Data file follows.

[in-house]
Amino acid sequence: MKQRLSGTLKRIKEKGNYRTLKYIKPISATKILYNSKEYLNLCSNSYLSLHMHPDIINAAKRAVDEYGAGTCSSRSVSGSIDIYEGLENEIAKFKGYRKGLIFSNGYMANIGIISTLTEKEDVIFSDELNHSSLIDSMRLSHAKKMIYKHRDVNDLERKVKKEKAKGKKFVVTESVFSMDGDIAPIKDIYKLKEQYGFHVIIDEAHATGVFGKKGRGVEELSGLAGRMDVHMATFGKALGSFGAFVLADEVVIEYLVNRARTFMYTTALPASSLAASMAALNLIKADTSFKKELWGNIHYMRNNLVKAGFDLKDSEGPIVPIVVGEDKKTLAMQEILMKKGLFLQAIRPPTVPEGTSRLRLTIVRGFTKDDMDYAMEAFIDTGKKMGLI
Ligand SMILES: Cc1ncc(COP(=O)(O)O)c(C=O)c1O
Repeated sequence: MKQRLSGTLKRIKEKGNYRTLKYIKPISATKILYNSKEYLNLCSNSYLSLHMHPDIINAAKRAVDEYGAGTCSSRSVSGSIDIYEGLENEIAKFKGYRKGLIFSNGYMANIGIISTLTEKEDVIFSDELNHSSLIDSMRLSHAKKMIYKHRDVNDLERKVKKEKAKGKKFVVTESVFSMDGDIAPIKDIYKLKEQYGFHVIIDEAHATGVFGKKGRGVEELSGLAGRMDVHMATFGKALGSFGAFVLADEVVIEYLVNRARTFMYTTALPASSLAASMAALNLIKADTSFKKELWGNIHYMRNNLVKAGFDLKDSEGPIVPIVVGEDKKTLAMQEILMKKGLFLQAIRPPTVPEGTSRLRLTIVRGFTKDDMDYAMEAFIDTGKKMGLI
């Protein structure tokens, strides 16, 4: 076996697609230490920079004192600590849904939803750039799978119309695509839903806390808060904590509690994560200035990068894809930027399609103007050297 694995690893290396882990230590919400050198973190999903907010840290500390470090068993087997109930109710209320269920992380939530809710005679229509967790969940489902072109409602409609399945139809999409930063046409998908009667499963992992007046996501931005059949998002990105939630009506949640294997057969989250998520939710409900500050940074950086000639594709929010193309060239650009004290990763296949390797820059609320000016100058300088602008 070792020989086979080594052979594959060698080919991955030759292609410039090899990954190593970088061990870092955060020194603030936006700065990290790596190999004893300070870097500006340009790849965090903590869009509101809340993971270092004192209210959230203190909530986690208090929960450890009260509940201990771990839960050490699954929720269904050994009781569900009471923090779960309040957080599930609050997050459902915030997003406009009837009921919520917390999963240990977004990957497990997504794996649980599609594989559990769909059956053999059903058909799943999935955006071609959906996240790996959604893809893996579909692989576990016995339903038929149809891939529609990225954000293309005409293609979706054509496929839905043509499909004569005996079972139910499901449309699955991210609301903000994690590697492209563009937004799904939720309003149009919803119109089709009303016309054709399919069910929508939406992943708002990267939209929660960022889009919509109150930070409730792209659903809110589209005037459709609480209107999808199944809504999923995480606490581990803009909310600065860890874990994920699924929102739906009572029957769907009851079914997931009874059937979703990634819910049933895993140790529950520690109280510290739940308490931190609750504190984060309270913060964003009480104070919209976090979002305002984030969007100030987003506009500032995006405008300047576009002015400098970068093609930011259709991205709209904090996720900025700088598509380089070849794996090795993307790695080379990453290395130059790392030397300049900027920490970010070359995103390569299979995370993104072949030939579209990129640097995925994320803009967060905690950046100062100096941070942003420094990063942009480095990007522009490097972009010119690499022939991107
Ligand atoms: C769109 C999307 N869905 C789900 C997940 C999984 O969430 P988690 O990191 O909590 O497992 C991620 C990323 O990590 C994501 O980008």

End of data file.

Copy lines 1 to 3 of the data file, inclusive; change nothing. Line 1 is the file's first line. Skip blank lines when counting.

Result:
[in-house]
Amino acid sequence: MKQRLSGTLKRIKEKGNYRTLKYIKPISATKILYNSKEYLNLCSNSYLSLHMHPDIINAAKRAVDEYGAGTCSSRSVSGSIDIYEGLENEIAKFKGYRKGLIFSNGYMANIGIISTLTEKEDVIFSDELNHSSLIDSMRLSHAKKMIYKHRDVNDLERKVKKEKAKGKKFVVTESVFSMDGDIAPIKDIYKLKEQYGFHVIIDEAHATGVFGKKGRGVEELSGLAGRMDVHMATFGKALGSFGAFVLADEVVIEYLVNRARTFMYTTALPASSLAASMAALNLIKADTSFKKELWGNIHYMRNNLVKAGFDLKDSEGPIVPIVVGEDKKTLAMQEILMKKGLFLQAIRPPTVPEGTSRLRLTIVRGFTKDDMDYAMEAFIDTGKKMGLI
Ligand SMILES: Cc1ncc(COP(=O)(O)O)c(C=O)c1O